Tuesday, February 2, 2010

"He died two hours later."

Tom Kirsch, M.D.
Johns Hopkins emergency physician and Go Team leader

We work out of big, cream-colored tents, maybe 30 feet long and 15 feet wide. There are tents scattered all over the compound, from many different countries, but all with slight variations on the same design and a color range of white to tan. I guess they are the international standard disaster tent.

We have three tents for our ‘Triage Emergency Department’. Two tents stand out: the ‘Jiffy Pop’ (look that up those of you born into the microwave era), and the Blue Tent.

The Blue Tent is the infectious disease tent with six places for the emaciated people coughing blood that we think have advanced TB. There is an exceptionally brave and unassuming Infectious Disease fellow from California who works there, pretty much alone it seems. She is quiet and unassuming with dark hair and a serious look about her. And she risks her health and maybe even life every time she steps in there.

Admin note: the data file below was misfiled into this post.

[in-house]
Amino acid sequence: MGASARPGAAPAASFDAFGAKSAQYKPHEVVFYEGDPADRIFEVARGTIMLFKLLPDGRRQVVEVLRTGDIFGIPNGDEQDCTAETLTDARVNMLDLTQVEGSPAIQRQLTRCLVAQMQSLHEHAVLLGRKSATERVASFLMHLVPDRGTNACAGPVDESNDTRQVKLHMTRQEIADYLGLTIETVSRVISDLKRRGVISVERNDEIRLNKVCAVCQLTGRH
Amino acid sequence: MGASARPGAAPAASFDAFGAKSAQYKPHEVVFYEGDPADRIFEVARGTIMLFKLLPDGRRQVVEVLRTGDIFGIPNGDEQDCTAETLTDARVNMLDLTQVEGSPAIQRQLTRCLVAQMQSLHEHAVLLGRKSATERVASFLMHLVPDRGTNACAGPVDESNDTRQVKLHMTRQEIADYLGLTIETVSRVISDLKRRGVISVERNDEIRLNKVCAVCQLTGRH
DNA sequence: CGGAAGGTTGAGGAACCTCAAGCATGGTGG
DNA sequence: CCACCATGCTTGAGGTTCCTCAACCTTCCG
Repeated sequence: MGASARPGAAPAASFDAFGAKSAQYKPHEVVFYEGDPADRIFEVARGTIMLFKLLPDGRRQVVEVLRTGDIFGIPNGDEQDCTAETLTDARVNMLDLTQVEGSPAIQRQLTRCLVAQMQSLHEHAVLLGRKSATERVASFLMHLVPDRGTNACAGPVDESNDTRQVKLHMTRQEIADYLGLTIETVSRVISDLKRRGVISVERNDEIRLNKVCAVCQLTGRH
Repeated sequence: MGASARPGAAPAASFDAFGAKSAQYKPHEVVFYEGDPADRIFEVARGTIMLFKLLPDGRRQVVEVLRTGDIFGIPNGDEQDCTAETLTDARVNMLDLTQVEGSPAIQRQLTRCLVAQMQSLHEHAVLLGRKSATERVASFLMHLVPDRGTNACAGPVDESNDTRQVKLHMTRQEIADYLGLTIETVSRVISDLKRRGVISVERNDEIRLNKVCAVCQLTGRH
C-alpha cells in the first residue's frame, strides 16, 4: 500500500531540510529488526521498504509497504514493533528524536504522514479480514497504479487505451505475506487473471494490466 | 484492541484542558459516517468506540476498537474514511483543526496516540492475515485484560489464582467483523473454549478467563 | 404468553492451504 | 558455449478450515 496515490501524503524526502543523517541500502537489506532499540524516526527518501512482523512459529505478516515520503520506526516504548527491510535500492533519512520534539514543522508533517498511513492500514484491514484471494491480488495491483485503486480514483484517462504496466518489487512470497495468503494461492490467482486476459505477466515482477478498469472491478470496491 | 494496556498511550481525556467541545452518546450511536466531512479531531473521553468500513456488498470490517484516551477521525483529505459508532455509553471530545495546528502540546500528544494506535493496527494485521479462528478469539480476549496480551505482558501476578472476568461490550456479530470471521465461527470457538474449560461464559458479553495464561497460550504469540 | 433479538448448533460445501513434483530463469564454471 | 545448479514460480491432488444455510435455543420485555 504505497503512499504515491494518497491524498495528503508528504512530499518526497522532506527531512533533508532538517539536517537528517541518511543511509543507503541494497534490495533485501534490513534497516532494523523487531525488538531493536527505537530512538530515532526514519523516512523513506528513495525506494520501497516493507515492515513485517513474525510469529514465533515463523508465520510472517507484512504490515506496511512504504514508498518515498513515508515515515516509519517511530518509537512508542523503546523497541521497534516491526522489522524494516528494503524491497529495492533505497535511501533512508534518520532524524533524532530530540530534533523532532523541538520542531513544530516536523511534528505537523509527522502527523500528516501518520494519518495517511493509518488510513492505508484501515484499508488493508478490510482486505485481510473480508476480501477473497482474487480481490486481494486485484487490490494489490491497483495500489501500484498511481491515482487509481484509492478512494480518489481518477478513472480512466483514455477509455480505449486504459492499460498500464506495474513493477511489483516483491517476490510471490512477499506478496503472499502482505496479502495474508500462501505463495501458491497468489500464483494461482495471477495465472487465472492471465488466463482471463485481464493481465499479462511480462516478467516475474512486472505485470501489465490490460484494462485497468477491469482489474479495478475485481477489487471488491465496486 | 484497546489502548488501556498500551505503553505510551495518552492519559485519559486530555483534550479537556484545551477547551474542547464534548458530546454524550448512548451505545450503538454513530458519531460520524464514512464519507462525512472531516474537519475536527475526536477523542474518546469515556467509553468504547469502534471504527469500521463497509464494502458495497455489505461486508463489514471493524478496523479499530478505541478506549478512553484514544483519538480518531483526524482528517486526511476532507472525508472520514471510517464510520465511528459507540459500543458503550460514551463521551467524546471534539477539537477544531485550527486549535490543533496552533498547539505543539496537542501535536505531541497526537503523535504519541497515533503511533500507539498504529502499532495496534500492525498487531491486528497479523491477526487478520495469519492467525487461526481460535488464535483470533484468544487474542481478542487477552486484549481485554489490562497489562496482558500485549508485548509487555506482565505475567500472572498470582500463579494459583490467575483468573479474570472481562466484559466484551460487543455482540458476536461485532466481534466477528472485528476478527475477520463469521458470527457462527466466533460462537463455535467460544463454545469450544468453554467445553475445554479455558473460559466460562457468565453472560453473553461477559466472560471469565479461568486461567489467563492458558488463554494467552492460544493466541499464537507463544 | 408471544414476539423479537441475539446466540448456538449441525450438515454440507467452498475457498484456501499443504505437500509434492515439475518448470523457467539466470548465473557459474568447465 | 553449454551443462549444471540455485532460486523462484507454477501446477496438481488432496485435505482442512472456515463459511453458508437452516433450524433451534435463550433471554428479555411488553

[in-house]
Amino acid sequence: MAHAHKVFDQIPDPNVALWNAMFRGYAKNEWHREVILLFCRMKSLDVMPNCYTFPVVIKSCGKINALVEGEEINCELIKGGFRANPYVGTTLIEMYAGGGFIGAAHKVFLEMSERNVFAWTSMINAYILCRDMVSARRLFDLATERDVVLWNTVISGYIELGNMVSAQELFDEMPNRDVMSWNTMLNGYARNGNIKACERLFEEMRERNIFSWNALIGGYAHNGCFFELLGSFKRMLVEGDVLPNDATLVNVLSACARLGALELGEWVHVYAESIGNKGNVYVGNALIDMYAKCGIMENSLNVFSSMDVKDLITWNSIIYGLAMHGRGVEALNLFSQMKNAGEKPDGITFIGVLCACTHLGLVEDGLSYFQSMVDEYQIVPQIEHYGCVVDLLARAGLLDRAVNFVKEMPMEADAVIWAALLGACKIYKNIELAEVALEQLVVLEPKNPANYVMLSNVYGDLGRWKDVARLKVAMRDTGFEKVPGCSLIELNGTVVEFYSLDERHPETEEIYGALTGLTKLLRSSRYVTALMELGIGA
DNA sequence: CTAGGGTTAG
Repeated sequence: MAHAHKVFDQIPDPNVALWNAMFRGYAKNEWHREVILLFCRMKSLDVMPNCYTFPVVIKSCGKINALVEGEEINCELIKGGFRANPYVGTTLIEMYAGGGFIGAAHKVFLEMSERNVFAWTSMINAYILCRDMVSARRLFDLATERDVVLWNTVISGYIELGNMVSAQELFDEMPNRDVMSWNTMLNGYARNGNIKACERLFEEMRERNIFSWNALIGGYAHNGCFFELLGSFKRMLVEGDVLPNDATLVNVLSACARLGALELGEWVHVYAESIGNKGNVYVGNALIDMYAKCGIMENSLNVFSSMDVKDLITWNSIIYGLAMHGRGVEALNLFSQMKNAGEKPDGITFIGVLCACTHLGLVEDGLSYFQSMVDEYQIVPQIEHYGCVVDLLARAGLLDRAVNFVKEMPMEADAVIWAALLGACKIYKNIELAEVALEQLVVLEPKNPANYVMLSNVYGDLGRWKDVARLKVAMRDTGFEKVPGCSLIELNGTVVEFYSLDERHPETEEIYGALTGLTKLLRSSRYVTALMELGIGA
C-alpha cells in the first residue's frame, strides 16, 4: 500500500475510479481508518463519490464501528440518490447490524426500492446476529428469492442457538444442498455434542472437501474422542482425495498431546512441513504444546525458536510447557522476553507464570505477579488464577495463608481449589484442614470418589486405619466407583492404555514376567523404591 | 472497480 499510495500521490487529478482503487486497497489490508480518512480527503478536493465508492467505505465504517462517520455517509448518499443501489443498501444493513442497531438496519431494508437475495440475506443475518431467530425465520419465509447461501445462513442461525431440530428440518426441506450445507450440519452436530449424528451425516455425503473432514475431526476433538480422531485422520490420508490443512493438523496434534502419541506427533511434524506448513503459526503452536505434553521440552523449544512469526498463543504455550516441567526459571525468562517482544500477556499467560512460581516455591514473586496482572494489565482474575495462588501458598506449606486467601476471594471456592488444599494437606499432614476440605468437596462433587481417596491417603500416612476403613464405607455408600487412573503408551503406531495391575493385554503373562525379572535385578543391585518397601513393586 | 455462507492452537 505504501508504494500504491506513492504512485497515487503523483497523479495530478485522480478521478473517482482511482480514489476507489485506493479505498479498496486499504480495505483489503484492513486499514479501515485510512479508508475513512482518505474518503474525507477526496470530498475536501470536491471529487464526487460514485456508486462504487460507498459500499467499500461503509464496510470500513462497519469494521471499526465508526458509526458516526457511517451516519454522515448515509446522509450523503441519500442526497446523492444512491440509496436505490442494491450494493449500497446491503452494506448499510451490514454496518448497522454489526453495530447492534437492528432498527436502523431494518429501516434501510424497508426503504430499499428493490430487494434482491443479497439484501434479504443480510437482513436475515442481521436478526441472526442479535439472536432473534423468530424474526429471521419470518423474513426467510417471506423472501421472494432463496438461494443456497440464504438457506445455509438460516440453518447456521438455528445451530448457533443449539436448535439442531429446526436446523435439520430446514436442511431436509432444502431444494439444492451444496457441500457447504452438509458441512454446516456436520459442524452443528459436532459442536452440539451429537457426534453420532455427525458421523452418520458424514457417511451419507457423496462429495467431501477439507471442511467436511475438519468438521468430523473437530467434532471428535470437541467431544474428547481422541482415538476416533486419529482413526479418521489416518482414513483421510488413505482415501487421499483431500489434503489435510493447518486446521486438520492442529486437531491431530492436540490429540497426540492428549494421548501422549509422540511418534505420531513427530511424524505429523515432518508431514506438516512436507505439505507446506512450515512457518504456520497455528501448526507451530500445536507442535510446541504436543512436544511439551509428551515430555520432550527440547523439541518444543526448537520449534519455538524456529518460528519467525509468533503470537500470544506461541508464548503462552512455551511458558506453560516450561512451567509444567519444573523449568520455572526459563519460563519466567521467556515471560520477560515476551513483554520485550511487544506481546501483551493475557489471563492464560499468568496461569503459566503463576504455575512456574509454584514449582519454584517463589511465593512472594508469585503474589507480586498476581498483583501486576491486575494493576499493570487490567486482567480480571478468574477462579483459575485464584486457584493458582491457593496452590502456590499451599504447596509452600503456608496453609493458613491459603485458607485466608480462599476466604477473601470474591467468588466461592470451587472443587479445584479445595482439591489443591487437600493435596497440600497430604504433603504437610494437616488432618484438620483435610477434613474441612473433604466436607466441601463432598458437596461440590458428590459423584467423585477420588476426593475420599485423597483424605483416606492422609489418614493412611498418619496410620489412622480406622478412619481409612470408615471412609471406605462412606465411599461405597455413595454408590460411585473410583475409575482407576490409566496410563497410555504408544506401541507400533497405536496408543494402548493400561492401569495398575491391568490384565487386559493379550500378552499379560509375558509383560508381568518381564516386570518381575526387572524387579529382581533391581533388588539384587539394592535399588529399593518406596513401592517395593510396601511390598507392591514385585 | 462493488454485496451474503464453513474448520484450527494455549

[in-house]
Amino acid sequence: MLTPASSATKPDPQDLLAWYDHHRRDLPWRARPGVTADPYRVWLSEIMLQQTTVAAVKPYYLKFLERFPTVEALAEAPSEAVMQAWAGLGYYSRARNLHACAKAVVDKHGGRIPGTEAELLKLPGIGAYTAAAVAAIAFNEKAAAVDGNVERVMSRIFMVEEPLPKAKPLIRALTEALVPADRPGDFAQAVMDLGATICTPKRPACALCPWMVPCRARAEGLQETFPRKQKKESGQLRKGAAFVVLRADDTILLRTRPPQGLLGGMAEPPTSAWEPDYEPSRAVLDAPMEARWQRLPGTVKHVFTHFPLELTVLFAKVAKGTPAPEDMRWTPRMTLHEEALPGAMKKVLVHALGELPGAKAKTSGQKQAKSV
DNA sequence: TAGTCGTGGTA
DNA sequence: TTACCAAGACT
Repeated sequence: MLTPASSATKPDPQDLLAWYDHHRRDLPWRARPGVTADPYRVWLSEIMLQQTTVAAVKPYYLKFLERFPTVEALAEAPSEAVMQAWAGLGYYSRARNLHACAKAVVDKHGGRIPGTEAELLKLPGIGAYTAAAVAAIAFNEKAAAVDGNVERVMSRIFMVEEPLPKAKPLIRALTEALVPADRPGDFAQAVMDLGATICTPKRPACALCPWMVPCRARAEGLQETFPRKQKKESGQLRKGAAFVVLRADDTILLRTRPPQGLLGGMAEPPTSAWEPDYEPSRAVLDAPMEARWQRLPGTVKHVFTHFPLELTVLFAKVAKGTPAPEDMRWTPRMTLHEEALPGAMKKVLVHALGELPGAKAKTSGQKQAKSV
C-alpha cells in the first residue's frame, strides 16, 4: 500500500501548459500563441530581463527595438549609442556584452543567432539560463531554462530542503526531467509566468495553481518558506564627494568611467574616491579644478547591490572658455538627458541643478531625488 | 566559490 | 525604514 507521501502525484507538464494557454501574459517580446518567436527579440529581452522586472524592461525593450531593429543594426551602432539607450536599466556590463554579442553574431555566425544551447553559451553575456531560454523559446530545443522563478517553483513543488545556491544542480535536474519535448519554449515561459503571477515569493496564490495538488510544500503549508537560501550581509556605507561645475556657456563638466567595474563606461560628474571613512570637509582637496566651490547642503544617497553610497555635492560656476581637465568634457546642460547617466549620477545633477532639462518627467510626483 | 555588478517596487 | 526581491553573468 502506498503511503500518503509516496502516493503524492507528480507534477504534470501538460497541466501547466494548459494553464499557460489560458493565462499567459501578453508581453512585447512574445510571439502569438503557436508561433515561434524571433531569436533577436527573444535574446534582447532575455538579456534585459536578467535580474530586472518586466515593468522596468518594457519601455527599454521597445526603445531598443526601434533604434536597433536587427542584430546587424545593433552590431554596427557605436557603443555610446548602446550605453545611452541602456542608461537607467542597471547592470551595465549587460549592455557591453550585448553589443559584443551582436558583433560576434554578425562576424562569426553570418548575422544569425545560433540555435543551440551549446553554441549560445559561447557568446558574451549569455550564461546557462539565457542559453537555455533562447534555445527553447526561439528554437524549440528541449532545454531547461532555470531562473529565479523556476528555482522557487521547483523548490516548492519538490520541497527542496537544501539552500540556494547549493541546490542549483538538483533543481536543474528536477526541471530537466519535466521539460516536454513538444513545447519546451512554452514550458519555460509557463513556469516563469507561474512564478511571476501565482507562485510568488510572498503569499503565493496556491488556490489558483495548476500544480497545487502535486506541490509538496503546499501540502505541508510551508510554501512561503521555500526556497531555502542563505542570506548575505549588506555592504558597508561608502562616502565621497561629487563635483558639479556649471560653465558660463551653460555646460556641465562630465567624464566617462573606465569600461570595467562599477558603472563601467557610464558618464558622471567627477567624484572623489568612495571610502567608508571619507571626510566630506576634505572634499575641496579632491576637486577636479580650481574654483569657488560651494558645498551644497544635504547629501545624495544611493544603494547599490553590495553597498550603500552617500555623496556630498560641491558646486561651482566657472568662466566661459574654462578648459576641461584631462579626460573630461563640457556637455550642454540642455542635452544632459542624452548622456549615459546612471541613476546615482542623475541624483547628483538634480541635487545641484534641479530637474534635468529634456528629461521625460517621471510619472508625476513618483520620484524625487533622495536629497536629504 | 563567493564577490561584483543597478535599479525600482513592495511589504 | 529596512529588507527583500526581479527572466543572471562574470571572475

She works 10-11 hour shifts. At night the patients are alone to cough and gasp for breath, The patient I sent there yesterday was a 19-year old with what appeared to be advanced AIDS. He looked like one of those classic ‘refugees’ in a starvation area with racks of ribs cascading down his chest, sunken eyes and limp, lean arms and legs. By the time he got to us he was already breathing so hard that he had to sit upright and could only gasp out one or two word sentences. He was sweating and you could see every muscle in his torso working to drag in each breath.

We poured antibiotics, anti-malarials and fluids into him immediately, but because he reported coughing blood we moved him to our ‘isolation area’- the open space between our two tents under the shade of some trees. I moved his to the Blue Tent in the late afternoon knowing there was not much to do, but hoping the California doc could work some miracle.

The next morning I went by and was somewhat surprised to see him from under the tent flap still sitting in his bed. After donning an N-95 mask I went into to the dark cramped tent among the shrunken, slightly stirring bodies to get a better look. He sat exhausted and glassy-eyed, sweat streaming off of him and making small grunts with each breath. It took him all his remaining strength to keep himself breathing thru the night and now he had no reserves left. I just tuned and left.

He died two hours later.

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